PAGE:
Rob Strangman is a father of three girls and taught them at an early age what console gaming was like. At the age of one, his youngest daughter played Ikaruga, eventually making it to the first boss, while racking up an unusually high score. If you know Ikaruga, you know that is a pretty good feat for anyone, let alone a toddler. Rob's passion for gaming goes back to the late 1970s, and he is the guy that came up with the idea for this book to begin with. He is a die-hard Indiana Jones fan, a Gradius enthusiast and a “genuine Rush scholar.” His written work has previously been published in the pages of HorrorHound Magazine, the Digital Press Advance Guide (1st edition), and his import video game column "Matters of Import" is a regular feature in the Digital Press fanzine.

Rob first made a name for himself in the online classic gaming community in 1998 with his import-centric website The OPCFG, then later went on to found the Splatterhouse fanpage West Mansion: The Splatterhouse Homepage, his most popular website to date. Due to his work on West Mansion, Rob was asked to be a consultant on gameplay and authenticity for the 2010 video game Splatterhouse (PlayStation 3/Xbox 360).

Rob is an avid fan of the Nintendo Entertainment System (and the Famicom, its Japanese counterpart), Super NES, Sega Master System, Sega Genesis and NEC Turbografx-16. In his spare time he enjoys co-writing the continuing saga The Chronicles of the Raven with his friends Sam & Jo Roberts, ruling with an iron fist over his discussion forum The Third Moon (where he is known as Dire 51, the Dictator-For-Life), watching movies, listening to rock and metal music, and of course, playing classic video games. Rob currently resides in Florida.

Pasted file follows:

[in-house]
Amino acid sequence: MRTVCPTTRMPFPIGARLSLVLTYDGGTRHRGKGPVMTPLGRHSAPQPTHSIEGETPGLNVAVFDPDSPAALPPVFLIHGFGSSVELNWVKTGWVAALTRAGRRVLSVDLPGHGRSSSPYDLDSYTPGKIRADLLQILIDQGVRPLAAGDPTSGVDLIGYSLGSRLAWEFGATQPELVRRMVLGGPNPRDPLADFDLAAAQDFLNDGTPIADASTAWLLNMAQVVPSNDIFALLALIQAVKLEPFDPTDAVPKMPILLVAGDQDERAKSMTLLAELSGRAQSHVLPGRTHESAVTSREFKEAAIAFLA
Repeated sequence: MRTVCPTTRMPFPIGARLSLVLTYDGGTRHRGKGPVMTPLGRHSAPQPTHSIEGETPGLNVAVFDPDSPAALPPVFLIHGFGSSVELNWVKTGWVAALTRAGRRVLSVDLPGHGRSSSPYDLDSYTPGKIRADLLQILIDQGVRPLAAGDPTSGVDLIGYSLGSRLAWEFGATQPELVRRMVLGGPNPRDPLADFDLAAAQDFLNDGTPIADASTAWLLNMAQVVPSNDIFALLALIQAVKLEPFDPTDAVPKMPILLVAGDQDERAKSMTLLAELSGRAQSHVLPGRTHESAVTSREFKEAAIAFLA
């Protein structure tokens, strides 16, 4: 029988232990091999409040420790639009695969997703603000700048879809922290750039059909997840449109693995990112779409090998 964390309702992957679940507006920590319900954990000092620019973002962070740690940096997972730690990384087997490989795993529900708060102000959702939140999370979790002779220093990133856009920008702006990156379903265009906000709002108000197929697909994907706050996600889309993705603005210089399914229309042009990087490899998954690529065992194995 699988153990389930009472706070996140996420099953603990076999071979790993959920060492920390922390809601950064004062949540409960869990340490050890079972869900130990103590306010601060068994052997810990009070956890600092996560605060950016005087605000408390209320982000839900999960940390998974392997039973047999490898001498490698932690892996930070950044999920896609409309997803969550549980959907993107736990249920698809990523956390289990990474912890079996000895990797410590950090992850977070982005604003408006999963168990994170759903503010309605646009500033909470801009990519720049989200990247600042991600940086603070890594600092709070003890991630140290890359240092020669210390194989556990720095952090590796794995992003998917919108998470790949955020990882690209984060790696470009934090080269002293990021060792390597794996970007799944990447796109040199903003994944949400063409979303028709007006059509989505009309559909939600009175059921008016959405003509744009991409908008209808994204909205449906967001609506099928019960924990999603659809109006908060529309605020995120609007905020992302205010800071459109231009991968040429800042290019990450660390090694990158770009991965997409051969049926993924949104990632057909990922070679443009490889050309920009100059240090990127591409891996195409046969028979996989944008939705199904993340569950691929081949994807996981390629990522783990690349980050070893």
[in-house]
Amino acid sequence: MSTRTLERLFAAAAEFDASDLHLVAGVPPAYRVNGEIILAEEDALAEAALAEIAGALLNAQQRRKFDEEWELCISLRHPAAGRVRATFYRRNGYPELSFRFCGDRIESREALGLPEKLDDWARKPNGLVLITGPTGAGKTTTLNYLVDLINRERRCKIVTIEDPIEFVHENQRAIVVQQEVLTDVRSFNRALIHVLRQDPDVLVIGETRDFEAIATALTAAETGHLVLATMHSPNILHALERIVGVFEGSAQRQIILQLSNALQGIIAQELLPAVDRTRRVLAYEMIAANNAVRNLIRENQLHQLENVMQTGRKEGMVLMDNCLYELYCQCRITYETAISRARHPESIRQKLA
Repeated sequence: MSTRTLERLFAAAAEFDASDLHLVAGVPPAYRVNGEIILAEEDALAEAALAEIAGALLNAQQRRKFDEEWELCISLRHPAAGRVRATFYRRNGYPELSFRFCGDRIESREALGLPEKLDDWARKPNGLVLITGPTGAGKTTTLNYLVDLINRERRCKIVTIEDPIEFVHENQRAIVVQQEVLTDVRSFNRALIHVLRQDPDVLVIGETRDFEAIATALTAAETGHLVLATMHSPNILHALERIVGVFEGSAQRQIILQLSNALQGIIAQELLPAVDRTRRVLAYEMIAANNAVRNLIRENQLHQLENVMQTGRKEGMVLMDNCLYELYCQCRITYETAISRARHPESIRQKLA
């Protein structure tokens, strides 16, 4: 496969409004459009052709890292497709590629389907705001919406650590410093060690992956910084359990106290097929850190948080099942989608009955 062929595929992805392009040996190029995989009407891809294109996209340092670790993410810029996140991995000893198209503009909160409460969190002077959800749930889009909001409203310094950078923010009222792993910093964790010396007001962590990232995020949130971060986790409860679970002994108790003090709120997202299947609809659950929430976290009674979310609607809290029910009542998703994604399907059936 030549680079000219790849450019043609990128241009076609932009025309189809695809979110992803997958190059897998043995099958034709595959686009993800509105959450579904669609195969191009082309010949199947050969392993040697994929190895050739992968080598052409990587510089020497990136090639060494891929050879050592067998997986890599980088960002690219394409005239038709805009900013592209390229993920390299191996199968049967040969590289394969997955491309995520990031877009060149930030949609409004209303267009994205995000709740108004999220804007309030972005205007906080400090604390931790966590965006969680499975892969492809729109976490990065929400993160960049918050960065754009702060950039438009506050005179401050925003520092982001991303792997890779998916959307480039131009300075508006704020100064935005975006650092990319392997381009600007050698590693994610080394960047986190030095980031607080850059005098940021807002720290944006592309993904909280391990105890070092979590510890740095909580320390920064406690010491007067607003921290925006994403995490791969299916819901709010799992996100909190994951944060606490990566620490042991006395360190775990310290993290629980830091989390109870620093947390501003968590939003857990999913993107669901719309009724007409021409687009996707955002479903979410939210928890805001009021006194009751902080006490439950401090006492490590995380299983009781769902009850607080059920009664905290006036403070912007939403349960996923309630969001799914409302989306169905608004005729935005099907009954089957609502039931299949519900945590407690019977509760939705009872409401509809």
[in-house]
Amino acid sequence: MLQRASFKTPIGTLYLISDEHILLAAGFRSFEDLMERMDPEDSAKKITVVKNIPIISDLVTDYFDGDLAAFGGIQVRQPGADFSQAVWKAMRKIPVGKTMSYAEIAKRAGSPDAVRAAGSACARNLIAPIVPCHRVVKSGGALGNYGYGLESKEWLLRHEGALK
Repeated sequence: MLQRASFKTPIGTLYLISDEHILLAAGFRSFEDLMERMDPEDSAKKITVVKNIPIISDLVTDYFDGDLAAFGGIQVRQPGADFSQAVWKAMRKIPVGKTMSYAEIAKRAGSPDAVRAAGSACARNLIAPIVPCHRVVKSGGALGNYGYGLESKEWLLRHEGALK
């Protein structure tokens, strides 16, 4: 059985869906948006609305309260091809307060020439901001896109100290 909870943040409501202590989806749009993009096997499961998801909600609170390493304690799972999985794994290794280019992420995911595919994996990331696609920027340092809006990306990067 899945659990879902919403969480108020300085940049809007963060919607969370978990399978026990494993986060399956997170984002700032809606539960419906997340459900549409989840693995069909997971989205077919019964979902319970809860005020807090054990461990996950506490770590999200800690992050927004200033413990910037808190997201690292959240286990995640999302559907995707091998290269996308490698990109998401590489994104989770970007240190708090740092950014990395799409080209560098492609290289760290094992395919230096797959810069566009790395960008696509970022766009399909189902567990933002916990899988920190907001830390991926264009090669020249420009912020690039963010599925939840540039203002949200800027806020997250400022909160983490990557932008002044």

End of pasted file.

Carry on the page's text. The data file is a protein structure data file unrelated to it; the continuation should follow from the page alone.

The Author: Rob Strangman

About the Book

Memoirs of a Virtual Caveman is Rob's definitive edition of his original book of the same name.  What began as an experiment grew into well over 400 pages containing a detailed and fun memoir of the early gaming ages. In the space of two decades, video games saw progression from rudimentary block-like graphics, to the incredibly detailed characters that inhabited most 16-bit titles, and finally to fully realized three-dimensional worlds. Rob wants gamers young and old alike to learn (or remember) how amazing it was to experience each new generation of consoles as time progressed.

Also found within these pages are stories by Sam Roberts of the Strider fansite The Light Sword Cypher Mainframe; Rondal Scott III of the pop-subculture website Strange Kids Club; Earl Green, the author of the Doctor Who books VWORP!1 and VWORP!2; Rob O'Hara, the author of the books Commodork and Invading Spaces; Brett Weiss, the author of the Classic Home Video Games book series; Steven, of the retro-gaming website RVG Fanatic; Mike Plasket, contributing editor to the retro-gaming website Hardcore Gaming 101; and many more, along with interviews with video game industry veterans David Crane, Martin Alessi, Dan Tovar, Dave Wilkins, Yuzo Koshiro, and Kouichi "Isuke" Yotsui.